Is the future of aviation dependent upon the availability of fossil fuel? The answer is a clear-cut yes and no? For those few people that are paying attention to the concept of “peak oil”—a subject that has resulted in the publication of many books; but read by few—the diminishing availability will not be bell-curve-like. It will be more analogous to a large boulder being nudged over the cliff. It will leave the Hummer drivers agape in awe with jaw-dropping amazement and disillusionment. It will make the Amish and Mennonite folks appear to be extremely prescient as the value of horses skyrockets. Enjoy the relatively inexpensive air travel while you can. Ticket prices can only increase and the rate of increase might be profound.
But fret not, you addicted jet-setters there is hope on the horizon. Aviation is now so imbedded in the culture of the entire planet that the visionary creative engineers are coming out of the woodwork with numerous marginally plausible plans and a few that will probably be effective in keeping aviation alive. While I promote enthusiasm for the future of aviation, even after the complete exhaustion of fossil fuels, I must issue a caveat. There will be no more $169 roundtrip flights from the Northeast United States to Florida. Air travel will be primarily for the well-to-do. Those people at the top of the food chain will still have their private jets but their aircraft will be powered by one of the following: biofuels, electricity from batteries, and solar power. Nuclear powered aircraft and/or hydrogen cell powered aircraft are very unlikely unless the engineers engage in some quantum leaps forward in dealing with the shortcomings of these two sources.
Based on the most recent advances in the development of solar power for airplanes it appears that it will be quite feasible for smaller, four-seater type air machines. The current technology requires extremely large-winged aircraft for two or four people maximum. For commercial operations as we know it, there is very little likihood of electric-solar powered aircraft becoming viable for the operation of aircraft to haul hundreds of people. The bright side is there would be very little night flying and fewer pilots sleeping in the cockpit. The recent Sun ‘N Fun Air Show hosted a workshop with the moniker: International Workshop for Electric Standardization. The Oshkosh Air Show in July will be buzzing with the subject of alternative fuels.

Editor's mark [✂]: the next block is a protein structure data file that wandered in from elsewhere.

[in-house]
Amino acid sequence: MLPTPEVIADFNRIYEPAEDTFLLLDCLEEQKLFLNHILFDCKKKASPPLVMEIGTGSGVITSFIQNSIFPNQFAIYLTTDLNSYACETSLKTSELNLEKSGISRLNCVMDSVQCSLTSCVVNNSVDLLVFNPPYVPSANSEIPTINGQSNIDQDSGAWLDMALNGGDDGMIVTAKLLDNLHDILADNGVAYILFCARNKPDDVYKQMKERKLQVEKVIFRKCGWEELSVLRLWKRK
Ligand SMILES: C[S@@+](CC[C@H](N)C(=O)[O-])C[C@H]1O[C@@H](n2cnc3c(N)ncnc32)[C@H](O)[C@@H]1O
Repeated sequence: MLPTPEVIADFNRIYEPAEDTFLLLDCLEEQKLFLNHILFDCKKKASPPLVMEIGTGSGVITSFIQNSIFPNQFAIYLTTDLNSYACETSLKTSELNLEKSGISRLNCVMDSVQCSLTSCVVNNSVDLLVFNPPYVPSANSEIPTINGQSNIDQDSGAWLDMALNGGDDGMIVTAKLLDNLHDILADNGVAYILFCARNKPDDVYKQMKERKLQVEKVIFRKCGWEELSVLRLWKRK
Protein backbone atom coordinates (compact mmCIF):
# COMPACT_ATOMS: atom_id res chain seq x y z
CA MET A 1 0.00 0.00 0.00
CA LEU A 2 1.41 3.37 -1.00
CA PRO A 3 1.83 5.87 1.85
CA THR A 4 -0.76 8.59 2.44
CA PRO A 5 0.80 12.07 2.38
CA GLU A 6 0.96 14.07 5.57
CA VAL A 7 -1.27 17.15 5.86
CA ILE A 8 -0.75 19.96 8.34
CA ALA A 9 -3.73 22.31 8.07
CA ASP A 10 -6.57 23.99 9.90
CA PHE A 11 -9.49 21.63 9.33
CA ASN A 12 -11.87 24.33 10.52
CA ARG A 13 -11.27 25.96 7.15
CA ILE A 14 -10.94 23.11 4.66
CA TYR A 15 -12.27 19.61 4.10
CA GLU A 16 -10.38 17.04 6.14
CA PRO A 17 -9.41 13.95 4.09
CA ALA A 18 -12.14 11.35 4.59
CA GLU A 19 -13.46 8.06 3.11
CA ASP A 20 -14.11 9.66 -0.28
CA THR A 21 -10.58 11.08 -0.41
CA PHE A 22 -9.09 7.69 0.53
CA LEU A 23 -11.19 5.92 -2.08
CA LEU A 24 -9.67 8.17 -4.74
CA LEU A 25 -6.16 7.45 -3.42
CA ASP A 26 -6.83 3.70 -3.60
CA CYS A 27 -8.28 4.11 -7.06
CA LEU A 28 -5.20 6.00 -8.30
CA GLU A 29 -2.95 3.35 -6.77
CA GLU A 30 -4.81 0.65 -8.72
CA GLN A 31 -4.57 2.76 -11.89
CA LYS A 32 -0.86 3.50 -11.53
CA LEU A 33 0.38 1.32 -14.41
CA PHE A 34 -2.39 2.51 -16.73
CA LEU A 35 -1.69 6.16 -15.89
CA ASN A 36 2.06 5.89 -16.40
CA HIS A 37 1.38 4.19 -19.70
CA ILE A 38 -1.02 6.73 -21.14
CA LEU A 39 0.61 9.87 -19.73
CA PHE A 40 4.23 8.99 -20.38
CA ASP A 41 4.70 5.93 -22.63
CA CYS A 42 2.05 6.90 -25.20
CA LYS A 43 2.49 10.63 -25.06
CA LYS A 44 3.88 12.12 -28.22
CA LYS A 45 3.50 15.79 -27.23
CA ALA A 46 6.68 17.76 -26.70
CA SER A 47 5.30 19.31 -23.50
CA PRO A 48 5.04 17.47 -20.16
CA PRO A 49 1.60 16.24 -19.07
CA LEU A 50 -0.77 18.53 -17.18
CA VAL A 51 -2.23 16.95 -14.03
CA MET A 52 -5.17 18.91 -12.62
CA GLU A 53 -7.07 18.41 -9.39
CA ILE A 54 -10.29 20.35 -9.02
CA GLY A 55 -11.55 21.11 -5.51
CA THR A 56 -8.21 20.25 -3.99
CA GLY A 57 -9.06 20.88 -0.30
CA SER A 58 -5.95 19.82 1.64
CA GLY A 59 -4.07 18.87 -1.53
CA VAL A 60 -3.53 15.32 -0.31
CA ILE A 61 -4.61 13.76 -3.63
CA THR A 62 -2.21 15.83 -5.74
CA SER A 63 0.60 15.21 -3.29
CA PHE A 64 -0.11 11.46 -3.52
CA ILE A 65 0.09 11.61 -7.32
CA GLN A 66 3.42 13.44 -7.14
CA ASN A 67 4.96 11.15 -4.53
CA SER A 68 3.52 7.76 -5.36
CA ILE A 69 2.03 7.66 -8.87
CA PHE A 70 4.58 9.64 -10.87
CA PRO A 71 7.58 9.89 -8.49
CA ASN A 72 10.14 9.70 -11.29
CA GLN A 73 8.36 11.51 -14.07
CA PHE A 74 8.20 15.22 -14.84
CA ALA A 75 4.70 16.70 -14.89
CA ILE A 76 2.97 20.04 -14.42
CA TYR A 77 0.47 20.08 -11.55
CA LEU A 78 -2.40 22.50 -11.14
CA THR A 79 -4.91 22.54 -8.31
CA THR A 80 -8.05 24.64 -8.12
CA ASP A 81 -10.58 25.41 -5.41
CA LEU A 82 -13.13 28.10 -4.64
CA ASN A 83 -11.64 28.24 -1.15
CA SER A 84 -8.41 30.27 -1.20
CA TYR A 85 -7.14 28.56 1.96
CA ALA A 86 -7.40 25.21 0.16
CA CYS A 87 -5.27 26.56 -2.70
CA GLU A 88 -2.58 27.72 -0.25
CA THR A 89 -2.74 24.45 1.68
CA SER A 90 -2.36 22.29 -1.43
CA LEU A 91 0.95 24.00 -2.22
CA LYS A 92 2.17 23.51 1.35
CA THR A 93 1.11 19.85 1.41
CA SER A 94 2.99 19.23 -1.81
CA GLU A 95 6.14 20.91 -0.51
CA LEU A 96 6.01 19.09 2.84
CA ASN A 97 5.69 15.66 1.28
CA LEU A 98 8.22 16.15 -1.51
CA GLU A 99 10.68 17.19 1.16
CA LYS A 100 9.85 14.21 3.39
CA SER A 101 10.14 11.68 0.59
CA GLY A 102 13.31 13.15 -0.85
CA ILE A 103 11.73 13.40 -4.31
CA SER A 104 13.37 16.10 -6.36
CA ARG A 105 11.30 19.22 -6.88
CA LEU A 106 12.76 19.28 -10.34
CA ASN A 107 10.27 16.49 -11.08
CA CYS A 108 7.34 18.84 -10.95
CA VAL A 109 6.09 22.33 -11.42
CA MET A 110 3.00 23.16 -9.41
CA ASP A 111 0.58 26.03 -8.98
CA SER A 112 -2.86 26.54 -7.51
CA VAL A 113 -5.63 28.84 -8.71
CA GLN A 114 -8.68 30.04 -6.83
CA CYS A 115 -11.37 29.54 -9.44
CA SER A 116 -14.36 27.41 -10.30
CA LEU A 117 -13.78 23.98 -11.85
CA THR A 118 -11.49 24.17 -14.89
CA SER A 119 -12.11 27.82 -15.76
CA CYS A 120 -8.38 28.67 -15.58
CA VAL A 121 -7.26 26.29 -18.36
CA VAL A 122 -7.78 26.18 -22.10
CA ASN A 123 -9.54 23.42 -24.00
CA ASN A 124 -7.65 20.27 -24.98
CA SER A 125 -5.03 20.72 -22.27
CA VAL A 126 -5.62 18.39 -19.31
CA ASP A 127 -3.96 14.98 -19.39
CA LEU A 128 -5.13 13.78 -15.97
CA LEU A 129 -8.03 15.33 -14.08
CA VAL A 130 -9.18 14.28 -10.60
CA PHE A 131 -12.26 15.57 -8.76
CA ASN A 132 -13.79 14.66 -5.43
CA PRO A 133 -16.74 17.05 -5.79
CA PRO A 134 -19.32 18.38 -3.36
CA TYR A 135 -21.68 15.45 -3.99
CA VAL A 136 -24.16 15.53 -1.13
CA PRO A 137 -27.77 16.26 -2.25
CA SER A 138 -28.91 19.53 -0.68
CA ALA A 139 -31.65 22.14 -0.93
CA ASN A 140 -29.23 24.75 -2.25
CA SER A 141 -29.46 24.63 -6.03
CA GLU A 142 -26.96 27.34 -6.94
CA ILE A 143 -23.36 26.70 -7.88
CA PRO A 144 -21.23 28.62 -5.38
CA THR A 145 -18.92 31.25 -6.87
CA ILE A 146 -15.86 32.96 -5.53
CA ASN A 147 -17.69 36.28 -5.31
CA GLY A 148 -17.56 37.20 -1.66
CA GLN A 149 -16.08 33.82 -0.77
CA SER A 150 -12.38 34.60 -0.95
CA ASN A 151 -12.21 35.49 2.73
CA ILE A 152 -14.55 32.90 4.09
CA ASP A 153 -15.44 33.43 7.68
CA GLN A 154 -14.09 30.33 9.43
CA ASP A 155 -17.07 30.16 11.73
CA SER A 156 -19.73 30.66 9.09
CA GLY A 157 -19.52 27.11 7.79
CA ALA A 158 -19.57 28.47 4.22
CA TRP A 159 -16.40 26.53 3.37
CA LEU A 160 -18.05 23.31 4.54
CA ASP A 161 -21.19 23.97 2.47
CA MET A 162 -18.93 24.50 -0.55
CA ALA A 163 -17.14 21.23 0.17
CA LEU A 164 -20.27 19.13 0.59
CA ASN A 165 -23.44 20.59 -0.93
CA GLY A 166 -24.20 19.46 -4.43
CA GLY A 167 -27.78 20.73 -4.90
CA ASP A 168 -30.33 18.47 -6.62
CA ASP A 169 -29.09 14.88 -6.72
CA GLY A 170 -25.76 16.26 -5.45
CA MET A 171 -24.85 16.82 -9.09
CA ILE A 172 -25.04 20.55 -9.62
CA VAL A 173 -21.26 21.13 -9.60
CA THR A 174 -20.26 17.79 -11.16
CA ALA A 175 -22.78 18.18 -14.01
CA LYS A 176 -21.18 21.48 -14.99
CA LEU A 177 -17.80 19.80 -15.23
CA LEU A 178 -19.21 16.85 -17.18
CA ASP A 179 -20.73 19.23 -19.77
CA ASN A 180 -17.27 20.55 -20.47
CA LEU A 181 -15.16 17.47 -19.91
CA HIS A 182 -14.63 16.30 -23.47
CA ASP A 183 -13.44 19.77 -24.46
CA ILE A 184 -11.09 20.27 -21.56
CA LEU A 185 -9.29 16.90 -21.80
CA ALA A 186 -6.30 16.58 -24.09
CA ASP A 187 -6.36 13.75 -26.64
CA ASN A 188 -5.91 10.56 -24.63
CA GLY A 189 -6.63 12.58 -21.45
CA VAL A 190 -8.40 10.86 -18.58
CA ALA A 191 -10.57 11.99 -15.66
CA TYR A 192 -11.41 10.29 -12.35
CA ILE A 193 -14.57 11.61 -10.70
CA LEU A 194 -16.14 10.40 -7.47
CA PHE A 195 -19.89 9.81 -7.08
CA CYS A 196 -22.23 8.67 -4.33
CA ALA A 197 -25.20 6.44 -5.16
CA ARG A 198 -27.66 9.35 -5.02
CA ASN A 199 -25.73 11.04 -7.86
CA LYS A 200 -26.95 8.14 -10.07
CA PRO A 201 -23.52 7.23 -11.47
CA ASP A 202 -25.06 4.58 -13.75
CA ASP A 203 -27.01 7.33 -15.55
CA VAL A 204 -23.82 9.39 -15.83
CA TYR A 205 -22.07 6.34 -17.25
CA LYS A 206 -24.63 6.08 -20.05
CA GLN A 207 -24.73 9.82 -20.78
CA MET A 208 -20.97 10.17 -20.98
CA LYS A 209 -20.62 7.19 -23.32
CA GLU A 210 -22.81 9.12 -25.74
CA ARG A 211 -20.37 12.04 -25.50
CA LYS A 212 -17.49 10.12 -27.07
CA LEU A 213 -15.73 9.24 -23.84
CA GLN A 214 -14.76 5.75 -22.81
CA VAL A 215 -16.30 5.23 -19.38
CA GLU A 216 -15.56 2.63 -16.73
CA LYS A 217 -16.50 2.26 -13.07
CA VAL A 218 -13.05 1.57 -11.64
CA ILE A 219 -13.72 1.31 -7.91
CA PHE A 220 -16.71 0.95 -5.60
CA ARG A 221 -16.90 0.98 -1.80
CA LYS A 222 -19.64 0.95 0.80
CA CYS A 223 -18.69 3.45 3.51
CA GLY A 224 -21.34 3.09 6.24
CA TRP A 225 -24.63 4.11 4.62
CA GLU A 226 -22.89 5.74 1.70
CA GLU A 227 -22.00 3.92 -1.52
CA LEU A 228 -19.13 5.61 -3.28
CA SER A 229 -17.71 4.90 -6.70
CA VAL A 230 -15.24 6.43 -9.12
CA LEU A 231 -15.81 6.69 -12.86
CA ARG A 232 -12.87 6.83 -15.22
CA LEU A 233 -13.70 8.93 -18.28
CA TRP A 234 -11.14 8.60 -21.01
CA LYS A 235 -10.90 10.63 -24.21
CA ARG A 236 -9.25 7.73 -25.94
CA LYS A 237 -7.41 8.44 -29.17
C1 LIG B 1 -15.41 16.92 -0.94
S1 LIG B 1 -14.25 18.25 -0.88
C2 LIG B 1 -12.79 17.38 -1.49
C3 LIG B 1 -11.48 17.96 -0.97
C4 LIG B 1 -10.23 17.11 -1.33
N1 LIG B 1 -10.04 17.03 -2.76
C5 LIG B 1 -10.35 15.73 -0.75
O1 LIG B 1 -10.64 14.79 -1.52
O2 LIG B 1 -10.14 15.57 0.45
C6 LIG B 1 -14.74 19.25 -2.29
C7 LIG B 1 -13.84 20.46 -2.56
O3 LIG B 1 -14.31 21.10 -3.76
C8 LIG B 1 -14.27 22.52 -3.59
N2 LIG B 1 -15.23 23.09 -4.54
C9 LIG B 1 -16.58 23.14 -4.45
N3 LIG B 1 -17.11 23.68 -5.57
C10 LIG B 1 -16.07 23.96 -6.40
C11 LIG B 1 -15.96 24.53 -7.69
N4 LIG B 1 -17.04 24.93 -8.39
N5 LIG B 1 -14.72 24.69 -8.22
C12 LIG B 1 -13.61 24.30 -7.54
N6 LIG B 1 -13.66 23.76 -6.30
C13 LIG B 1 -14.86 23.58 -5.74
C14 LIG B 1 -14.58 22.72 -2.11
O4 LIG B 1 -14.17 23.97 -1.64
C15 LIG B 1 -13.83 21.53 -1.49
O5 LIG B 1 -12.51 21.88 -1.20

The biofuels such as ethanol from corn has been a bust for autos and it will not solve the jet fuel and avgas problem. The use of items such as “switch-grass” and other non-consumable wild grasses and weeds has been discussed and researched. It now appears that the best source of fuel to replace jet fuel and avgas is an algae-based product. In a recent speech in Miami, President Obama stated that we could derive up to 17% of our fuel needs fuels from algae. Twenty-four million dollars in grants for this research has been issued. As usual, there is a caveat. It takes 350 gallons of water to produce one gallon of algae fuel. It is almost a certainty that man’s instinctual enthrallment with flying will result in creative and innovative people stepping forward to solve the problem. The changes in air travel in the next ten years will be very interesting!
This blog is prepared by Allen Morris/aka Ace Abbot, the author of The Rogue Aviator: in the back alleys of aviation; www.therogueaviator.com